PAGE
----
4. Data were provided by the Northern Ireland Cancer Registry on request, June 2013. Similar data can be found here: http://www.qub.ac.uk/research-centres/nicr/CancerData/OnlineStatistics
  5. North West Cancer Intelligence Service (NWCIS). Personal communication.
Last reviewed:

Adults aged 25-49 contribute around a tenth (10%) of all new cancer cases (UK, 2009-2011).[1-4] There are almost twice as many cases in women aged 25-49 (an average of 21,747 cases per year in the UK between 2009 and 2011) compared with men of the same age (11,090). However, this difference can be attributed to the high incidence of breast cancerin women, which accounts for 45% of all cancers among women in this age group. The vast majority of these breast cancers will be diagnosed once they have caused symptoms, since most women aged 25-49 are too young for routine breast screening.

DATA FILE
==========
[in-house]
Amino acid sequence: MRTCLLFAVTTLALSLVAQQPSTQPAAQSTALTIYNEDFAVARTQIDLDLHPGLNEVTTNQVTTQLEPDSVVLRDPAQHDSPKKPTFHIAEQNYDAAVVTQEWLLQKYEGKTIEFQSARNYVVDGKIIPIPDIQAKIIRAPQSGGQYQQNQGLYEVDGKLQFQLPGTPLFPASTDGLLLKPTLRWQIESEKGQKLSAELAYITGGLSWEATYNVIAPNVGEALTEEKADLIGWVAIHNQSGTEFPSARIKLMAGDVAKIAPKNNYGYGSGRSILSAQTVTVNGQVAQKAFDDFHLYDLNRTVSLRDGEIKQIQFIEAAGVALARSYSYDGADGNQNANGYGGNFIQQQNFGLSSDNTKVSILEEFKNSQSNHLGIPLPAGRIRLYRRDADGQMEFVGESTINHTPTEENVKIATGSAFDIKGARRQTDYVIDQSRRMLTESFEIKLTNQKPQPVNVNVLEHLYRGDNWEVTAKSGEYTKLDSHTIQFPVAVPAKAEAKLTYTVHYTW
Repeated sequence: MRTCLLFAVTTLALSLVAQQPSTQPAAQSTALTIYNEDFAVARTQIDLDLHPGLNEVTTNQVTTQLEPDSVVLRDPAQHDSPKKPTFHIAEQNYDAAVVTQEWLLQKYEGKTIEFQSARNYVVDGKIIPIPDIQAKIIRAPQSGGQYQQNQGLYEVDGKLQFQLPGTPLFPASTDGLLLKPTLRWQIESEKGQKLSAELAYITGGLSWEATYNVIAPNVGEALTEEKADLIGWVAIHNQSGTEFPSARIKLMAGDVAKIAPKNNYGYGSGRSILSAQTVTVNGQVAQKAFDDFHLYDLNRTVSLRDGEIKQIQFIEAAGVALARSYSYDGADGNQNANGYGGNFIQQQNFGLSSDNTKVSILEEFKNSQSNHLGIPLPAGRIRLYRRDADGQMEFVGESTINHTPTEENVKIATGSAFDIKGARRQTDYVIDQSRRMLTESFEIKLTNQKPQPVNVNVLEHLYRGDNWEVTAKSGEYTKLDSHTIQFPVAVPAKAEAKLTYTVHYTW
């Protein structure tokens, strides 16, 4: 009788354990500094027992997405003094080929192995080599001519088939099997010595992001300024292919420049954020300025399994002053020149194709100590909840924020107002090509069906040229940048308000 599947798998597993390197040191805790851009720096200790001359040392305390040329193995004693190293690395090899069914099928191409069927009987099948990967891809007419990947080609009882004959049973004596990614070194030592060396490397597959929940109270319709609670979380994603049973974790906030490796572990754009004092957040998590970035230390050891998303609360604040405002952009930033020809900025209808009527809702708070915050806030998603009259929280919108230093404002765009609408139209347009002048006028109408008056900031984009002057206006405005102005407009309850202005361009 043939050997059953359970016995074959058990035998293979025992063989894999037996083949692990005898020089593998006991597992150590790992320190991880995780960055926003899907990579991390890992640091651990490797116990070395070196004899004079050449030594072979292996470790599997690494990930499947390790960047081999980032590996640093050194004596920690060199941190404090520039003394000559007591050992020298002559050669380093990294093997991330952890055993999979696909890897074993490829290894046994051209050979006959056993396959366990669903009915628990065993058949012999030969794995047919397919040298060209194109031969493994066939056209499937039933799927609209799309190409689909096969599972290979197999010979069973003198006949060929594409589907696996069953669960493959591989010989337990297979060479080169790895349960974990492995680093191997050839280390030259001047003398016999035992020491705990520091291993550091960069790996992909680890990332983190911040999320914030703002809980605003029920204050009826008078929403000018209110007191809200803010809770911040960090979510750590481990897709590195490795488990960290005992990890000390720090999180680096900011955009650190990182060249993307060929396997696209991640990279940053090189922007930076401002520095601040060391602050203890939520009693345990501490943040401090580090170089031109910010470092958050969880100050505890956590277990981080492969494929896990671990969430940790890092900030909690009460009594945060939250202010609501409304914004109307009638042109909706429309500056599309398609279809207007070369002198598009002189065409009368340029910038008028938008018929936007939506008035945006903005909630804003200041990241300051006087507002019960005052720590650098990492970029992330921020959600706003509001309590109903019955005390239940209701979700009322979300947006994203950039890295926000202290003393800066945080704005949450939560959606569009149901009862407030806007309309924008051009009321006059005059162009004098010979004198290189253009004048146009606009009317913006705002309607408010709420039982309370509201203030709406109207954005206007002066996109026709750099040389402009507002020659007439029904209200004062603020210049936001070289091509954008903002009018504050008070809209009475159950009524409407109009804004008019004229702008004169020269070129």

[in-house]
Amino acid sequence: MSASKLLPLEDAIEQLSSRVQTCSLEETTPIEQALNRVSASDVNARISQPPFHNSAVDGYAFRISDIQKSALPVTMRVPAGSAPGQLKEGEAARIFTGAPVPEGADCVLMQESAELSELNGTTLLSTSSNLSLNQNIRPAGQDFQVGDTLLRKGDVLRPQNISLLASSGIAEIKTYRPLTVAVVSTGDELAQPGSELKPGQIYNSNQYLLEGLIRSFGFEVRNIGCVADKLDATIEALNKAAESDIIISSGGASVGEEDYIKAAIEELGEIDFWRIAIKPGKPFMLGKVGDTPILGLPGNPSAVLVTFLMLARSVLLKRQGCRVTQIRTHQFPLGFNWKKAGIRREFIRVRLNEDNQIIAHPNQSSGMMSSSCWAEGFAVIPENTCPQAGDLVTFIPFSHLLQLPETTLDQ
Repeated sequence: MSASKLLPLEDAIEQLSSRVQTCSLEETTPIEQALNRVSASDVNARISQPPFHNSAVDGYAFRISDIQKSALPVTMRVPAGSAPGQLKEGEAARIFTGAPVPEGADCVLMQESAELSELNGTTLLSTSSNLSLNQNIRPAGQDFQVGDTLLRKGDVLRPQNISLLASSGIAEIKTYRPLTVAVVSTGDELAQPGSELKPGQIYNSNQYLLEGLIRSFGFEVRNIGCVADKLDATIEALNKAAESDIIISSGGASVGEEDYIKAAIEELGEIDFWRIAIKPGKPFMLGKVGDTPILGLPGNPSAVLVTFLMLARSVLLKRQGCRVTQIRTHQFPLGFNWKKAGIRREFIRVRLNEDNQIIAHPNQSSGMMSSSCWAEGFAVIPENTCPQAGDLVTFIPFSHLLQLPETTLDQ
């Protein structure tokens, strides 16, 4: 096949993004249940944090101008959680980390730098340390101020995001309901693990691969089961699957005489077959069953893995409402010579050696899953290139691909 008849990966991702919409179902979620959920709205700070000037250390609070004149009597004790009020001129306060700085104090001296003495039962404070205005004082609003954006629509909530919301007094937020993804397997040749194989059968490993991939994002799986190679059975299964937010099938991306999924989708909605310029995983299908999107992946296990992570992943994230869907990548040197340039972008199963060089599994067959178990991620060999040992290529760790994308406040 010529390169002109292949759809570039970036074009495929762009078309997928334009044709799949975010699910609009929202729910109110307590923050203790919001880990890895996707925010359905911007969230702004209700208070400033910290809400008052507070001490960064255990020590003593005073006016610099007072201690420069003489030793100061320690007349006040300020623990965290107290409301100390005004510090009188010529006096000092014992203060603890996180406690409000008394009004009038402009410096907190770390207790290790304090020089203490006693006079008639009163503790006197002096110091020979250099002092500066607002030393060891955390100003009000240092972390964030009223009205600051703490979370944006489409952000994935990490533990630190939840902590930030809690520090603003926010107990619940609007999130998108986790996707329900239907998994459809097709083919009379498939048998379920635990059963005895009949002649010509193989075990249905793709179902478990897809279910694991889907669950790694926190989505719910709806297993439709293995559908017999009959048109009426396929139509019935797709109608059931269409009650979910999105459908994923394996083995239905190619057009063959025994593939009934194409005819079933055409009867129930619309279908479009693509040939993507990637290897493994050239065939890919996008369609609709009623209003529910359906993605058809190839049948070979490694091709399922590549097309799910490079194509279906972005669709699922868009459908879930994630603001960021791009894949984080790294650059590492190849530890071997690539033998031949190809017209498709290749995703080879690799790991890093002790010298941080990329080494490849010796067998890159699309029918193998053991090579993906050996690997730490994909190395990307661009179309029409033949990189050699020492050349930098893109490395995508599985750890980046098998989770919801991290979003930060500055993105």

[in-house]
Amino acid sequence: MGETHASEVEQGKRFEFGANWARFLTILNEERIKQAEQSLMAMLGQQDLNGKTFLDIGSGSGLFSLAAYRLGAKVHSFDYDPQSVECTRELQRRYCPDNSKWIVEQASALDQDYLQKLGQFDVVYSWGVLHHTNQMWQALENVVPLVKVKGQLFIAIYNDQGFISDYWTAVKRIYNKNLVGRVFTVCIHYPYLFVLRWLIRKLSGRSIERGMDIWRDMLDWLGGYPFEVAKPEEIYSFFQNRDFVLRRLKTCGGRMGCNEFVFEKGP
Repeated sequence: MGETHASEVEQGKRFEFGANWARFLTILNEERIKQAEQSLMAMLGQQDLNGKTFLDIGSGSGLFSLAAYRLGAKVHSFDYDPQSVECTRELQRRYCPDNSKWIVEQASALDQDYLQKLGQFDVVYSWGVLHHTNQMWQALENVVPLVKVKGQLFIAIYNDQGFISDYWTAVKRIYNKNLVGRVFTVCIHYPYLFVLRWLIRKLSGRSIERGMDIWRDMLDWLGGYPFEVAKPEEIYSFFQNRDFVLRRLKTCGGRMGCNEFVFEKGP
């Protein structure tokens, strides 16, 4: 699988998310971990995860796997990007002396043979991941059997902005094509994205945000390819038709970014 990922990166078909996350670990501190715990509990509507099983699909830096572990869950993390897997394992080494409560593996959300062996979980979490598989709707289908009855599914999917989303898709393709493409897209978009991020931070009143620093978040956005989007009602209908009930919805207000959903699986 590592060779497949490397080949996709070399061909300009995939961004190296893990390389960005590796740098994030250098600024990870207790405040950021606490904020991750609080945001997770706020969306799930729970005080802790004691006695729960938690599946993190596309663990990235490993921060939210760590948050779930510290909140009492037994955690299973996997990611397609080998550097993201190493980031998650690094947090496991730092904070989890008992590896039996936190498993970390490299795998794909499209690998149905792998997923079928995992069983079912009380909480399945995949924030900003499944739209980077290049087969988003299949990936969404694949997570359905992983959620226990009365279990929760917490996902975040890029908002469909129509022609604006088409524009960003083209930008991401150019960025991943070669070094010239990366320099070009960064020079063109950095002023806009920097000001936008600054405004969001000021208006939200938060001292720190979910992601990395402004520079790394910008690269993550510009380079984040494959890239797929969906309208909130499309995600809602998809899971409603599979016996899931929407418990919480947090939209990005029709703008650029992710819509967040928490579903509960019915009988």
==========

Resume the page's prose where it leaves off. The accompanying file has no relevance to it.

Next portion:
Other common cancers for females in this age group are malignant melanoma and cervical cancer (9% each), though many more cervical cancers will have been prevented though cervical screening.It is estimated that cervical screening saves up to 5,000 lives each year in the UK,[5] preventing between 45% and 75% of cervical cancer cases in women who attend regularly.[6]

The most common cancers in men aged 25-49 are testicular cancer (15%), malignant melanoma (11%) and bowel cancer(9%) (UK, 2009-2011).[1-4] Prostate cancercontributes only 4% of the total in men in this age group.

References

  1. Data were provided by the Office for National Statistics on request, July 2013. Similar data can be found here: http://www.ons.gov.uk/ons/rel/vsob1/cancer-statistics-registrations--england--series-mb1-/index.html